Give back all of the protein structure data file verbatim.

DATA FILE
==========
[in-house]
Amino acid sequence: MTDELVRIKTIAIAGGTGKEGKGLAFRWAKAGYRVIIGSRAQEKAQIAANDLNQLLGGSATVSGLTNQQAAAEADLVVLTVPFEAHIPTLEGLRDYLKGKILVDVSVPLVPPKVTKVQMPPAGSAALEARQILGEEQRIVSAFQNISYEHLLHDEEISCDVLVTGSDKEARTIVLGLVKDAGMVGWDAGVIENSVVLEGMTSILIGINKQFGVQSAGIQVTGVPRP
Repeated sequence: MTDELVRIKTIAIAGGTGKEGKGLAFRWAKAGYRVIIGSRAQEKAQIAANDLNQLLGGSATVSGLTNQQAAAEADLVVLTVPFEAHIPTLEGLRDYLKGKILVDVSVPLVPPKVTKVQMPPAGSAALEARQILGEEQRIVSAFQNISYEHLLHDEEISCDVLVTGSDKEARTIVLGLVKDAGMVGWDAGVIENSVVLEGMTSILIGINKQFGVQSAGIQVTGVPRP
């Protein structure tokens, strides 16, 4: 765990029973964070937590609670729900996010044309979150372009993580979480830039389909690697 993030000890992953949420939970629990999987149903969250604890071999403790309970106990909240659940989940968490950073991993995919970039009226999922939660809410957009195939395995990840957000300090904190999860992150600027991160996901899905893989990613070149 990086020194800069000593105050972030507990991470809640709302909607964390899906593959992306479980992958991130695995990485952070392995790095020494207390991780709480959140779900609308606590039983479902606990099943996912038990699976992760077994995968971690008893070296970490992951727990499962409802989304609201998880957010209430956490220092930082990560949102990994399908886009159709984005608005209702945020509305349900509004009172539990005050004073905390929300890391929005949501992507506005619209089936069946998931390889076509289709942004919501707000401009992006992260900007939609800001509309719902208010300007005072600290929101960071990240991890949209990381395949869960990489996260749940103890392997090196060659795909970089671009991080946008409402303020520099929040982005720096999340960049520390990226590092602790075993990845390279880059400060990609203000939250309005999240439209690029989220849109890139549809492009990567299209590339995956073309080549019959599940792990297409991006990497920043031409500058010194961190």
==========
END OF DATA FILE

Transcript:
[in-house]
Amino acid sequence: MTDELVRIKTIAIAGGTGKEGKGLAFRWAKAGYRVIIGSRAQEKAQIAANDLNQLLGGSATVSGLTNQQAAAEADLVVLTVPFEAHIPTLEGLRDYLKGKILVDVSVPLVPPKVTKVQMPPAGSAALEARQILGEEQRIVSAFQNISYEHLLHDEEISCDVLVTGSDKEARTIVLGLVKDAGMVGWDAGVIENSVVLEGMTSILIGINKQFGVQSAGIQVTGVPRP
Repeated sequence: MTDELVRIKTIAIAGGTGKEGKGLAFRWAKAGYRVIIGSRAQEKAQIAANDLNQLLGGSATVSGLTNQQAAAEADLVVLTVPFEAHIPTLEGLRDYLKGKILVDVSVPLVPPKVTKVQMPPAGSAALEARQILGEEQRIVSAFQNISYEHLLHDEEISCDVLVTGSDKEARTIVLGLVKDAGMVGWDAGVIENSVVLEGMTSILIGINKQFGVQSAGIQVTGVPRP
């Protein structure tokens, strides 16, 4: 765990029973964070937590609670729900996010044309979150372009993580979480830039389909690697 993030000890992953949420939970629990999987149903969250604890071999403790309970106990909240659940989940968490950073991993995919970039009226999922939660809410957009195939395995990840957000300090904190999860992150600027991160996901899905893989990613070149 990086020194800069000593105050972030507990991470809640709302909607964390899906593959992306479980992958991130695995990485952070392995790095020494207390991780709480959140779900609308606590039983479902606990099943996912038990699976992760077994995968971690008893070296970490992951727990499962409802989304609201998880957010209430956490220092930082990560949102990994399908886009159709984005608005209702945020509305349900509004009172539990005050004073905390929300890391929005949501992507506005619209089936069946998931390889076509289709942004919501707000401009992006992260900007939609800001509309719902208010300007005072600290929101960071990240991890949209990381395949869960990489996260749940103890392997090196060659795909970089671009991080946008409402303020520099929040982005720096999340960049520390990226590092602790075993990845390279880059400060990609203000939250309005999240439209690029989220849109890139549809492009990567299209590339995956073309080549019959599940792990297409991006990497920043031409500058010194961190």